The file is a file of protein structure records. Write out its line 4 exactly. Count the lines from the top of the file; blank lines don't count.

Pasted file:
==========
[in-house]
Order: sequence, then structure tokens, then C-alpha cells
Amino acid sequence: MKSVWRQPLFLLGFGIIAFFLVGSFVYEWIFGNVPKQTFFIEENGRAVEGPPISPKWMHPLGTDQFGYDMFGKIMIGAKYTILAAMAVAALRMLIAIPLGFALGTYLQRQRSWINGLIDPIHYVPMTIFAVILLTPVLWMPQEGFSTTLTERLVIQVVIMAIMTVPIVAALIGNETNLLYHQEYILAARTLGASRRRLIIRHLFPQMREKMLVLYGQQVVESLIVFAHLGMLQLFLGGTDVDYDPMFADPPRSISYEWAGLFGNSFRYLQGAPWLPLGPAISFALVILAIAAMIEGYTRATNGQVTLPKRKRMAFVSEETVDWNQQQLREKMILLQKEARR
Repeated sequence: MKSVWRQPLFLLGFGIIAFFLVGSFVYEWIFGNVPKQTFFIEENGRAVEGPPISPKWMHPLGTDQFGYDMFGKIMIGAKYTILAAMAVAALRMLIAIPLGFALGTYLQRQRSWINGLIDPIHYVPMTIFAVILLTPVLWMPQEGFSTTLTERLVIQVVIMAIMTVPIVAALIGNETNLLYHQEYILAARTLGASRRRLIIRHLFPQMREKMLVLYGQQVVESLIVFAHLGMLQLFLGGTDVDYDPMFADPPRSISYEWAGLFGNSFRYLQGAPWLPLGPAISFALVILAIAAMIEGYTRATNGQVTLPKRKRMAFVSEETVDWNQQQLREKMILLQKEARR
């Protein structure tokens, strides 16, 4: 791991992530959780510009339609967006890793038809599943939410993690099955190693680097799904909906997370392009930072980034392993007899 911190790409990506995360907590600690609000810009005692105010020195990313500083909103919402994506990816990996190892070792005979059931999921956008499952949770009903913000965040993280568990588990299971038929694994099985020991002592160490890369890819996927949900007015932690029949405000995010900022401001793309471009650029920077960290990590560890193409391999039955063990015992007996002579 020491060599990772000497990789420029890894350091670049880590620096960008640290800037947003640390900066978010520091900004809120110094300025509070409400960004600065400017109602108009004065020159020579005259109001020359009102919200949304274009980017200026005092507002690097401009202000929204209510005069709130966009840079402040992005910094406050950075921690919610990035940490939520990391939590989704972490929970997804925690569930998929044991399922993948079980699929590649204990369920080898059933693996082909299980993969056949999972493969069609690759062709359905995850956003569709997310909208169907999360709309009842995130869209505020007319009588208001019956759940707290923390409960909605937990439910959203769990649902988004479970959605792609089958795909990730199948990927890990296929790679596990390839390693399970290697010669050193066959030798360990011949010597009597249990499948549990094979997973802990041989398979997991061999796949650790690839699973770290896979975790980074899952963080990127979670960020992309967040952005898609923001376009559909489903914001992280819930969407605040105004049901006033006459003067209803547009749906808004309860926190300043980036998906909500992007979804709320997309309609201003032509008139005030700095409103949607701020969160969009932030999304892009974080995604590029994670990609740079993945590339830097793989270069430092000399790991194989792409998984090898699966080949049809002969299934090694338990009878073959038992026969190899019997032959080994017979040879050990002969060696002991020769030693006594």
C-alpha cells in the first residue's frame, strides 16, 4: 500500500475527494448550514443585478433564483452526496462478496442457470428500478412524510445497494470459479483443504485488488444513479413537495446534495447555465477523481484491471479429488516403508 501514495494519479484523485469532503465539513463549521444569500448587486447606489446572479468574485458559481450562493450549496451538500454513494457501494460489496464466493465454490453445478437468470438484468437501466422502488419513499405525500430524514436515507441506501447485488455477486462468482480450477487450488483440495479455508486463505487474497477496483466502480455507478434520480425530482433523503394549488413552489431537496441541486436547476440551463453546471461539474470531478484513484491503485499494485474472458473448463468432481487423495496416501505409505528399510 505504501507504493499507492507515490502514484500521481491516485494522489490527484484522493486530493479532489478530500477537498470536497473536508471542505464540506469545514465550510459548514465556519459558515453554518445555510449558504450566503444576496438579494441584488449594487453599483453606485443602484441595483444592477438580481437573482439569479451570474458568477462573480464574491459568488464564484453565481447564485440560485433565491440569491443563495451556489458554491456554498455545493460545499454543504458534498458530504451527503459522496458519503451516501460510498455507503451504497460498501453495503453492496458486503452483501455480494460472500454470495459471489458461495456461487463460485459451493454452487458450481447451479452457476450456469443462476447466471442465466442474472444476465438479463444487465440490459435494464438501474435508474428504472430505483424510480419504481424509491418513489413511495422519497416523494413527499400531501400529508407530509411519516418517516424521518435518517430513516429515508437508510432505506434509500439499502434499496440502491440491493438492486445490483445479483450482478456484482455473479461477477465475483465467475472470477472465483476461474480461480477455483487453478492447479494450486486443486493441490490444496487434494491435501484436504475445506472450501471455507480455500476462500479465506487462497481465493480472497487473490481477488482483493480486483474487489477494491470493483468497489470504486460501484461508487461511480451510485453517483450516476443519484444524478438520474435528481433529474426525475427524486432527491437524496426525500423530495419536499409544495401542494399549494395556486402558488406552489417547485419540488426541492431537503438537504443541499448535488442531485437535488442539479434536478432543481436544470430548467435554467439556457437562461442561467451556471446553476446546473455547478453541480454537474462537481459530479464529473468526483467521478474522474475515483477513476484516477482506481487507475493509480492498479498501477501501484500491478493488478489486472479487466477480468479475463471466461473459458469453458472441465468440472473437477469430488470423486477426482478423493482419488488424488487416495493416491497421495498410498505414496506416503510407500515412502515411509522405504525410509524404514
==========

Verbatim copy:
Repeated sequence: MKSVWRQPLFLLGFGIIAFFLVGSFVYEWIFGNVPKQTFFIEENGRAVEGPPISPKWMHPLGTDQFGYDMFGKIMIGAKYTILAAMAVAALRMLIAIPLGFALGTYLQRQRSWINGLIDPIHYVPMTIFAVILLTPVLWMPQEGFSTTLTERLVIQVVIMAIMTVPIVAALIGNETNLLYHQEYILAARTLGASRRRLIIRHLFPQMREKMLVLYGQQVVESLIVFAHLGMLQLFLGGTDVDYDPMFADPPRSISYEWAGLFGNSFRYLQGAPWLPLGPAISFALVILAIAAMIEGYTRATNGQVTLPKRKRMAFVSEETVDWNQQQLREKMILLQKEARR